Whenever I hear the howls of outrage from any of the mainstream parties in response to pretty much anything that UKIP leader Nigel Farage says nowadays, you can probably take it for granted that Mr Farage has had the temerity to confront another one of the innumerable and often wholly unnecessary social and legal guidelines that have been laid down by the Labour, Conservative and Liberal Democrat parties over the years.
Today, the cause of the mainstream parties public angst appears to have been in response to Mr Farage's announcement, via a soon to be screened television program, that were he in a position to do so, he would repeal some of the UK's work related racial discrimination legislation, much of which seems to have been around since the mid 1960's and that have been regularly amended and updated right through to 2010.
Perhaps rather predictably both Labour and the Conservative coalition have reacted with shock and horror to the prospect of their beloved and highly prized legislative measures being threatened with extinction, with Downing Street expressing its "deep concern" whilst noting that "Nigel Farage is wrong and desperate for attention. The laws are there to protect people from racial discrimination".
For their part, Labour's Shadow Justice Secretary, Sadiq Khan, stated "Mr Farage's comments were one of the most shocking things I have ever heard from a mainstream politician" before going on to remind people "of the huge progress that has been made in tackling inequality and discrimination in this country, partly due to Labour's anti-discrimination laws, although things are still far from perfect". The Shadow Justice Secretary was also careful to tell people, yet again, that as the son of immigrants "When my parents first moved to London, they frequently saw signs saying No Blacks, No Dogs, No Irish; and that what UKIP are suggesting would take us back to those days"
Another minor public figure who voiced their anger over Mr Farage's comments was Humza Yousaf, a Scottish government minister (apparently) who tweeted "If it talks like a racist, develops policy like a racist and wants to discriminate like a racist, chances are it is a racist party. @UKIP". Meanwhile, Yvette Cooper, Labour's Shadow Home Secretary also took to Twitter to comment "Farage on @BBCr4today opposes race equality law; he wld actually make it legal to discriminate on colour of skin. Appalling, even for him!"
What is particularly interesting about this current row over something that Nigel Farage has said, is that it completely overlooks the basic fact that discrimination of all types, gender, racial, ethnic and religious, continues to exist and thrive in our country, irrespective of any laws that people like David Cameron, Nick Clegg, Tony Blair, Gordon Brown, Ed Miliband, Margaret Thatcher, Harold Wilson, Humza Yousaf, Yvette Cooper, in fact name your politician, might choose to pass through parliament. I have said it before on this blog and I'll say it again "YOU CANNOT EVER LEGISLATE FOR PEOPLE'S PERSONAL PREJUDICES!
Like it or not individuals are still denied employment and accommodation because of their ethnicity, race, religion or gender; and anyone who claims otherwise is an out and out FOOL! Similarly, anyone who believes that discrimination doesn't exist in the Asian, Black or White communities is a liar, or is just seriously deluded. Is anyone really going to suggest that racial discrimination didn't play some part in the industrialised sexual abuse of white girls in Rotherham, Rochdale or Oxfordshire? Does anyone really believe that thousands of Black youngsters are not routinely denied employment or training opportunities just because they happen to be the wrong colour for the employer? Just how many employers would offer a job to a female candidate who arrived for an interview dressed from head to toe in traditional Islamic attire? So, if the existing anti-discrimination laws work so well, are so successful, then why do individual acts of discrimination occur every single day of the week, along the full length and breadth of our country?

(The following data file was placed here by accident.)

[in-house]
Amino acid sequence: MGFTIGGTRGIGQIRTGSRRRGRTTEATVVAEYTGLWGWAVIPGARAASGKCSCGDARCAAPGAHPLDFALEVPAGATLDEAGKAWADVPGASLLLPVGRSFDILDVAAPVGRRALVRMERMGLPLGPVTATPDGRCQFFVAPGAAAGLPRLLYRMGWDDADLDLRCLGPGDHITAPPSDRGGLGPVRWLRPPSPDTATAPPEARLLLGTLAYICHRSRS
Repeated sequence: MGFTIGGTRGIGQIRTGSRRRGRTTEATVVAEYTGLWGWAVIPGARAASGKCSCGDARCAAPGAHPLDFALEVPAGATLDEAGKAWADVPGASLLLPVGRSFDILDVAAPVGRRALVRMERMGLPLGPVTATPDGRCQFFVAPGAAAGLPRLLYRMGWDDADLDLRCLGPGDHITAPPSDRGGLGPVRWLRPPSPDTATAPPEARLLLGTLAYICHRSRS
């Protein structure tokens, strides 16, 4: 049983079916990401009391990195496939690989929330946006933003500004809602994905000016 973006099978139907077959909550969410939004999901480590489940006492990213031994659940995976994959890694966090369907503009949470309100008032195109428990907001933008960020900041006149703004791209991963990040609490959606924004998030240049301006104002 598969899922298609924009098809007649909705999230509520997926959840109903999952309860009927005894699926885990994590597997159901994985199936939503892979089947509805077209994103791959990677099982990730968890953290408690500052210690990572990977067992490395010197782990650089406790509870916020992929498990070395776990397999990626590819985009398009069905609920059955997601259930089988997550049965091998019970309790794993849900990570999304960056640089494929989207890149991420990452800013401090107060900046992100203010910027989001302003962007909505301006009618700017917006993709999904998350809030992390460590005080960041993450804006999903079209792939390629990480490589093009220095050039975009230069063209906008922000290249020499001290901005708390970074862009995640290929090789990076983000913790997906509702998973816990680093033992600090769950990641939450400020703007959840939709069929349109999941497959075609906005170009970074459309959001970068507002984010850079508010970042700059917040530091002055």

The truth is that individual people do still discriminate against others, whether because they're Black, Irish or even Dog owners. They discriminate against people over jobs, over accommodation, over their individual treatment, over their forms of dress, or even how they're treated as human beings, as has been seen in the recent child sexual exploitation cases, where white girls were generally regarded as "trash" by the perpetrators, to be used and abused by male members of a minority ethnic community. So just what good did the anti-discrimination laws do those thousands of girls who were ruthlessly abused over several years? In fact, what good did any of our parliamentary legislation do them, while they were being raped, trafficked and assaulted? The answer for Sadiq Khan, Yvette Cooper and Humza Yousaf is, they did nothing at all.
Does anyone really imagine that a prejudiced person is going to be so explicit as to tell a Black, Asian or White applicant "F*ck off I don't like your colour", or that they're going to tell a female candidate "You can sod off, because I don't want women in my business"? Just because our society is supposedly governed by anti-discrimination legislation, it doesn't mean that the discrimination has gone away, or has been defeated, it simply means that those who are minded to discriminate against others have become much more subtle and secretive about their personal prejudices and how on earth would you ever prove that in a court of law?
I find it particularly ironic that the Labour Party, those paragons of equality; and home to the likes of Sadiq Khan and Yvette Cooper, who have had much to say about Mr Farage's remarks, seem to have no problem with discrimination, when it suits them or their party. After all, isn't this the same Labour Party that regularly uses Women-only short lists for potential parliamentary seats, ensuring that electoral candidates are not nominated on their innate abilities, but on the fact they happen to have a vagina, rather than a penis?